2. Set the expectation up front in postings that you are different and you are serious. Include information in job postings that candidates will be tested on role skills during the first interview. Those without skills and basic security knowledge immediately fall out. This works well for junior roles. For more senior roles, make it known up front that for technicians they will need to demonstrate skills and for managers, they will need to discuss culture, training and retention.
  3. Make candidates provide a cover letter or cover email that explains how their experience aligns to the role, or provide them a platform to do this in a structured way. This will, once again, weed out those who do not align with the expectations of the role. If I need to describe in a table how my experience and skills relate directly to the role skills, I know that the manager is serious and is looking for the right candidate, and not just “looking” for candidates. Demand that candidates communicate, and get them together to be interviewed by other managers, from other non-IT departments, to interview them more objectively.
  4. Look for skills and education that shows the candidate is more than a CISSP. CISSP’s are everywhere, but show me a CISSP with a master’s degree who can write a business case or executive memo and I’ll scoop them up.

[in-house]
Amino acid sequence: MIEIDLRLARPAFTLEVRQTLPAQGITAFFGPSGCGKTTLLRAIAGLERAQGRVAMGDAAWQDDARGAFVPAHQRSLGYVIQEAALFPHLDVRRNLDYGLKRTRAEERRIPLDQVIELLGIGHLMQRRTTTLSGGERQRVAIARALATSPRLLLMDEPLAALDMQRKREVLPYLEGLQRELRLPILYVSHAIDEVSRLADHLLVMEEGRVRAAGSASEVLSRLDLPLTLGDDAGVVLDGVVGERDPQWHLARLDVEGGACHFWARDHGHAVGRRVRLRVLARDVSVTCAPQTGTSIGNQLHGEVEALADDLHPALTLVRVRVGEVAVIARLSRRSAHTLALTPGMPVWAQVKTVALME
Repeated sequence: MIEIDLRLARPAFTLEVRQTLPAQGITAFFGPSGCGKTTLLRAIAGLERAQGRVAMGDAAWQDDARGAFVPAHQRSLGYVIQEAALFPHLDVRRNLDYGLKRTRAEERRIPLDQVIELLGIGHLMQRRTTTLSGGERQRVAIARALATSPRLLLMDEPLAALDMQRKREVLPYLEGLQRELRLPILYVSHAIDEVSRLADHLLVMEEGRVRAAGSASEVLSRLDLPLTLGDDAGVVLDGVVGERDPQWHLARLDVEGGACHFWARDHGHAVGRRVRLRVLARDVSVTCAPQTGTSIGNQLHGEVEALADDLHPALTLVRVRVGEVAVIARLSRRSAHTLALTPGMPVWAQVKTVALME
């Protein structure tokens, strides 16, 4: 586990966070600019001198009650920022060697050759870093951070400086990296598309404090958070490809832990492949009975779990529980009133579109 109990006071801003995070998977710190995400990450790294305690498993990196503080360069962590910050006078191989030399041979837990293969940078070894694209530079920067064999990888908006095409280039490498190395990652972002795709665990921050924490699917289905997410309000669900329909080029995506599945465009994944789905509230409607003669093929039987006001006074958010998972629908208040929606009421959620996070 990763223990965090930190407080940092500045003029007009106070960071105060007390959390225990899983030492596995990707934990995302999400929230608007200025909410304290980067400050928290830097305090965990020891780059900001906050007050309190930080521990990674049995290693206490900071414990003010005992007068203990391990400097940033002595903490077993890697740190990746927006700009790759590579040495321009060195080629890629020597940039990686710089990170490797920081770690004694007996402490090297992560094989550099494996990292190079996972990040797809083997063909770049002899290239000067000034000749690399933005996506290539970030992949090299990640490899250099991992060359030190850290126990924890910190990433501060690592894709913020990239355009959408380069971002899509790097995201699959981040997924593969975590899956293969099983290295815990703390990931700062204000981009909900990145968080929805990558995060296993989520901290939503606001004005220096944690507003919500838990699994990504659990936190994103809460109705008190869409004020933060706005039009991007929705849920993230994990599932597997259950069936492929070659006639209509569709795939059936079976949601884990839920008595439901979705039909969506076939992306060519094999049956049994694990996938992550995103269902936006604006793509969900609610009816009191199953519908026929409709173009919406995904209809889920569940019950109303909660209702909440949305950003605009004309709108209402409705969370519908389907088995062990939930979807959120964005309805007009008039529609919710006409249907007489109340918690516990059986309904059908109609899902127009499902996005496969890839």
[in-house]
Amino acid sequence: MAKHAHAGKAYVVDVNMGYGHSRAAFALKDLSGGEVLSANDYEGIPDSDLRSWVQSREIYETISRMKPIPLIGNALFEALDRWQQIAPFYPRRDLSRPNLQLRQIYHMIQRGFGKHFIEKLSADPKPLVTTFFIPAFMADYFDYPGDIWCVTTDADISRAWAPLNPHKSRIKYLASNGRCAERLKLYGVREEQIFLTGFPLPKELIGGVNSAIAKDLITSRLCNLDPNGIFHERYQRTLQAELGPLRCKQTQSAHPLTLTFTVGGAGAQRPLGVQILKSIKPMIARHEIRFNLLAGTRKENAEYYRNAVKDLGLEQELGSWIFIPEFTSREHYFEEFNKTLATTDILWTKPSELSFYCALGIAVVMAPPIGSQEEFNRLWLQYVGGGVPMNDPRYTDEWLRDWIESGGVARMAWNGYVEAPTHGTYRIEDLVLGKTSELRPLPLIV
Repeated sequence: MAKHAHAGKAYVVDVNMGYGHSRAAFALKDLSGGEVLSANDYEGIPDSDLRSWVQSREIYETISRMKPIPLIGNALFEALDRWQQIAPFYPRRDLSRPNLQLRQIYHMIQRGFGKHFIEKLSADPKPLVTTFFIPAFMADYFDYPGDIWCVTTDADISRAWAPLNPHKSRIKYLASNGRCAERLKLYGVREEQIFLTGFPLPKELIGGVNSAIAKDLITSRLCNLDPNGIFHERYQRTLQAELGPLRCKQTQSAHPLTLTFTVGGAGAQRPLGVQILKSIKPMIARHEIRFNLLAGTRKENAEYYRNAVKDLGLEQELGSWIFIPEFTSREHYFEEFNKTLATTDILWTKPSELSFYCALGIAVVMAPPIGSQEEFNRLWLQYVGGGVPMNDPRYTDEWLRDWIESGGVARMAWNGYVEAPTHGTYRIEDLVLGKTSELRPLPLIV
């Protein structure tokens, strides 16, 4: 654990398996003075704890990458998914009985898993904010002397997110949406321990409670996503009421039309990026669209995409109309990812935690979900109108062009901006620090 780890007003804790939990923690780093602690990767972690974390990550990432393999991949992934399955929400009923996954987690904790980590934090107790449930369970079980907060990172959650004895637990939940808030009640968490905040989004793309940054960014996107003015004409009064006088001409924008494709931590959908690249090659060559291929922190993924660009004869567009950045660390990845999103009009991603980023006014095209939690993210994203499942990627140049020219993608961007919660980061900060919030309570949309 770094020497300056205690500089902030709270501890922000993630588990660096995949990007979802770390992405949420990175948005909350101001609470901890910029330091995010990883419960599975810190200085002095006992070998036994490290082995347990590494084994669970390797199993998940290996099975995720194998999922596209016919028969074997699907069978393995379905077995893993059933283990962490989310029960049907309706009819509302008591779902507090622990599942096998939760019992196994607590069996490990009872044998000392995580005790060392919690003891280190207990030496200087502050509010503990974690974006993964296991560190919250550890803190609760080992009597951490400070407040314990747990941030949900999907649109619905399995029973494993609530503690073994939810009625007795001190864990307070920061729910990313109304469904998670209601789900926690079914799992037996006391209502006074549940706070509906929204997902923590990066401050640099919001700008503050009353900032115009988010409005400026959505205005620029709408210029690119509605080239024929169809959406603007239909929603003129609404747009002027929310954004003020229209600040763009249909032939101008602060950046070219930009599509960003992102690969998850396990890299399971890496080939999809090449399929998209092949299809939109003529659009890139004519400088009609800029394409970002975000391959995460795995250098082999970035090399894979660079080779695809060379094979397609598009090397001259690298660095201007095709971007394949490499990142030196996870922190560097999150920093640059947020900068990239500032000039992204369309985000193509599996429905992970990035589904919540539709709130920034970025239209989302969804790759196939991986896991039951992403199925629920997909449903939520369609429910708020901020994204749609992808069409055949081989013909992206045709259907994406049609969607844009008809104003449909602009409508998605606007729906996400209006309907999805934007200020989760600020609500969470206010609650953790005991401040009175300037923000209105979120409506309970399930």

Once you build a team, you need to cultivate it. You want to develop your employees, and yes, eventually you want them to move on, to be successful in another department or another company. However, at the outset, for all your hires, you want to retain them, develop them and let them thrive.  This will also pay when you need to hire. Some of those employees will develop into their next role with you, and if you know those employees and what they want and where they want their career to go, you can help. Do a better job of knowing your current employees and how you can develop them for that next role. Look at your team for diversity, and for diversity of thought, and make sure you employ some contrarians. Diversity in thought is especially important in cybersecurity. A diverse team will be a high performing team. For roles where you have great staff but they are taking leave or need a different structure to their job, consider altering your approach and preconceptions about the traditional working day or the traditional working role rather than replacing those employees.

There are candidates for roles, but they need to be discovered. If you’re looking for a position, differentiate yourself from the masses. Why do I want to hire you? Stop memorizing port numbers and show me you know what P&L is and that you understand budgeting, or, develop your presentation skills, or, develop data analysis or data visualization skills. Or, better yet, get a master’s in security leadership and I’ll know you can handle the role.